12. 12. end.    Brian’s  blog  continues  to  draw  unique  visitors,  and  Snakes  on  a  Plane  has   grossed  $62  million  since  its  release. Your  brand  is  only  as  good  as  it  is  loved.    Leverage  the  love.    Em-­ power  the  lovers.
  13. 13. 7.  Consistency So  much  of  the  focus  in  online  marketing  is  on  “the  new”—new  media,  new   apps,  and  new  memes.    The  importance  of  consistency  in  branding  and  messag-­‐ ing  has  been  obscured  by  the  mad  dash  to  be  part  of  “the  new”.    And  why  not?     There  are  rich  rewards  for  being  new—prime  real  estate  on  Yahoo’s  homepage,   top  spots  on  Twitter’s  trending  topics  and  Google  Trends,  millions  of  impres-­‐ sions,  awards  from  peers,  and,  of  course,  “cool  points”. The  lure  is  so  great  that  companies  like  McNeil-­‐PPC,  maker  of  Motrin,  risked  of-­‐ fending  its  core  customers  in  a  desperate  attempt  to  go  viral  with  an  off-­‐brand   video  about  “baby  wearing”.     Angry  moms  swiftly  launched  a  blistering  campaign  that  employed  emails,  blog   posts,  video  responses,  and  tweets  (#motrinmoms).    The  campaign  resulted  in  a   short-­‐order  removal  of  the  ad,  letters  of  apology  from  the  VP,  Marketing,  and   shutdown  of  the  Motrin  homepage.    The  site  still  features  an  apology  from  Mo-­‐ trin’s  Product  Directors. McNeil  is  a  Johnson  &  Johnson’s  (J&J)  company,  and  J&  J  is  a  brand  that  consum-­‐ ers  trust  to  take  care  of  their  babies,  and  of  themselves  when  they’re  sick.    Who   there  believed  the  “baby  wearing”  video  was  in  keeping  with  J&J’s  credo  value,   “We  are  responsible  to  mothers”? Keep  the  #motrinmoms  campaign  top  of  mind  as  you  weigh   strapping  your  brand  to  the  next  new  thing.    Ask  yourself   whether  your  new  video,  latest  tweets,  or  sexy  social  game,  is  in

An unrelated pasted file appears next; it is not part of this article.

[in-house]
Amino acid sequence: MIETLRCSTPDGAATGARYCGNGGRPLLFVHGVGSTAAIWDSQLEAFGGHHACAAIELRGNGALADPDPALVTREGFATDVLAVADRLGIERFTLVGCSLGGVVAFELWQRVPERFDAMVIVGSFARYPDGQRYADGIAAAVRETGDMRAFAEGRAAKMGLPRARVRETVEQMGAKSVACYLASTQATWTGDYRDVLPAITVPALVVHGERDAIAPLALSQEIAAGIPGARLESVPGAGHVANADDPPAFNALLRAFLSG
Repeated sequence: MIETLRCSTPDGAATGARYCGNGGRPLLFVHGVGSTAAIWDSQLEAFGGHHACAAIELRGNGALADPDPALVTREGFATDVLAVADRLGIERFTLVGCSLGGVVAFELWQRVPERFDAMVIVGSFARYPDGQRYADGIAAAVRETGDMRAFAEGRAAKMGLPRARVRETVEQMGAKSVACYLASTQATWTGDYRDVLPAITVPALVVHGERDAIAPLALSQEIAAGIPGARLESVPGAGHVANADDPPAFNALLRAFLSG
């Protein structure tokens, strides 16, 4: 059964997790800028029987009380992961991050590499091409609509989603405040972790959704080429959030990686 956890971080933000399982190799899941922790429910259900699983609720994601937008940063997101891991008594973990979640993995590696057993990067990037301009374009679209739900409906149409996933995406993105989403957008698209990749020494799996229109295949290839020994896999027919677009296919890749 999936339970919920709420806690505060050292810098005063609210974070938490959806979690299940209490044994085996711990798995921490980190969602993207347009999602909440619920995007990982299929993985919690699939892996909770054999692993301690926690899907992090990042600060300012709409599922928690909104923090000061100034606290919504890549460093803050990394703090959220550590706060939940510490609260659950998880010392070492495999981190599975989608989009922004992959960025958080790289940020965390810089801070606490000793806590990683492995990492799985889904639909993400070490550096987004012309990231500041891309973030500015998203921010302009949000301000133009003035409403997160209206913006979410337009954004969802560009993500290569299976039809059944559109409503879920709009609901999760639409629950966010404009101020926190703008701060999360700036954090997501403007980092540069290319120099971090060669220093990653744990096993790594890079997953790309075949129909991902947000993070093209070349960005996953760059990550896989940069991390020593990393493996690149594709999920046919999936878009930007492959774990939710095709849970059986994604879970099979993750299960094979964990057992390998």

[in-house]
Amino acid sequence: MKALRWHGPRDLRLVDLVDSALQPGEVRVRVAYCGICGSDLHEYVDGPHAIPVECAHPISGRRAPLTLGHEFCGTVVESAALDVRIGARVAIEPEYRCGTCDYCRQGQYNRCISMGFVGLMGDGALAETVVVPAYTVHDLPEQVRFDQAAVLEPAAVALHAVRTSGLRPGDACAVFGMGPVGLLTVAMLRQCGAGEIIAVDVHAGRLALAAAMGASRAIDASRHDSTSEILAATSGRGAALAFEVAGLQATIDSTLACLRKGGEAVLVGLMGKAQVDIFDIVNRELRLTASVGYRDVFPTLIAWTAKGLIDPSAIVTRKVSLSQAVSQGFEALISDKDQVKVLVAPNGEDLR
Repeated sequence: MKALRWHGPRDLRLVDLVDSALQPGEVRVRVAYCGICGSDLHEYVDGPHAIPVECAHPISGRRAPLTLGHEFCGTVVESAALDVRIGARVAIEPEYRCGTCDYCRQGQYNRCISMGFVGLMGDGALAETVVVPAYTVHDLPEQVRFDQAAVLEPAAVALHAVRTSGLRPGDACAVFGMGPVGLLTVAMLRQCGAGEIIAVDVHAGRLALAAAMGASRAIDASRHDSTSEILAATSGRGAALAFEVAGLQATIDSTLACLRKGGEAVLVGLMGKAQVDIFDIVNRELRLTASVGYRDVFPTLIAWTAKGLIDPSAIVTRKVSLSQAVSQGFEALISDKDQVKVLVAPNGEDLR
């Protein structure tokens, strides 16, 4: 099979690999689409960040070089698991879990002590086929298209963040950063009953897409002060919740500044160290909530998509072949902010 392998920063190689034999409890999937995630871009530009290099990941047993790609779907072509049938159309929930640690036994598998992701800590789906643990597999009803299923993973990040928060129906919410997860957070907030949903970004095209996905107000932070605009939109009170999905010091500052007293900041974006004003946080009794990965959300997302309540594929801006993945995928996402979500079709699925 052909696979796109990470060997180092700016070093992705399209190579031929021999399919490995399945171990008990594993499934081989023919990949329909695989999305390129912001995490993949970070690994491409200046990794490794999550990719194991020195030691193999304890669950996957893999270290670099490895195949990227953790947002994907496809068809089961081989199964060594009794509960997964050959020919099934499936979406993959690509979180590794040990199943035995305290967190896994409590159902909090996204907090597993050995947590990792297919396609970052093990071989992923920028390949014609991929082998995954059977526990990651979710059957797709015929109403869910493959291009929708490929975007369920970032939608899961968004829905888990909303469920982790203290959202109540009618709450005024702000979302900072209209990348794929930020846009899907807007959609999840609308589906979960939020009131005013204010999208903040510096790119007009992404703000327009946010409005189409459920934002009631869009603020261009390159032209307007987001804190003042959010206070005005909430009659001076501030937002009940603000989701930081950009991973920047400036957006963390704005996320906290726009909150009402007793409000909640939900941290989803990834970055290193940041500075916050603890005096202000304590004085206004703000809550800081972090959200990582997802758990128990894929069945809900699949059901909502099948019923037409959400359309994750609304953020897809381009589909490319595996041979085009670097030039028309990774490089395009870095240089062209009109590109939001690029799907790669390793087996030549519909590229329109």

14. 14. keeping  with  the  brand  values  you  espouse  in  your  ofPline  mar-­ keting  efforts.
  15. 15. 8.  Commitment In  online  marketing,  so  much  of  the  focus  is  on  the  new—new  media,  new  apps,   new  posts,  new  rankings,  and  new  memes.    It’s  easy  to  lose  sight  of  the  commit-­‐ ment  required  to  build  brands  online.    A  few  campaigns  or  brands  will  “go  viral”,   but  you  can’t  just  create  a  viral  campaign.    Even  companies  that  invest  signi;i-­‐ cantly  in  online  marketing  may  be  frustrated  with  the  results  in  the  short  term.     The  problem  is  that  many  believe  the  Internet  is  a  cheap,  magic  bean  that  will   become  a  giant  beanstalk  via  which  they  can  amass  Facebook  fans,  Twitter  fol-­‐ lowers,  traditional  media  impressions,  and  sales—all  they  have  to  do  is  sprinkle   on  a  fraction  of  the  resources  they  devote  to  traditional  media  and  wait  impa-­‐ tiently. Unfortunately,  building  brands  online  is  more  like  wearing  a  groove  in  a  granite   ;loor.    It  requires  time  and  determination,  or  expensive  tools.    Ads,  viral  videos,   and  promotions  will  scratch  the  surface;  but  building  brand  equity  requires  me-­‐ ticulous  planning,  creative  execution,  exceptional  customer  experiences,  and   continuous  measurement  and  optimization.       Set  realistic  expectations,  and  invest  for  the  long-­term.
  16. 16. A  Final  Word Online  marketing  channels  will  continue  to  multiply  and  evolve.    There  will  cer-­‐ tainly  be  a  new  Twitter,  a  better  Facebook,  something  we  haven’t  yet  imagined.     But,  the  need  to  be  relevant  to  your  target  consumer;  to  communicate  messages   that  are  consistent  with  your  brand’s  values;  to  develop  compelling  content;  to   forge  emotional  connections  with  customers  via  inspiring  experiences;  to  lever-­‐ age  the  passion  of  customers;  and  to  commit  to  long-­‐term  relationships,  will  not   change.
  17. 17. Contact: D.D. Johnice, social media marketing/content strategist SP4 publishing x San Francisco x New Orleans www.spring4thpublishing.com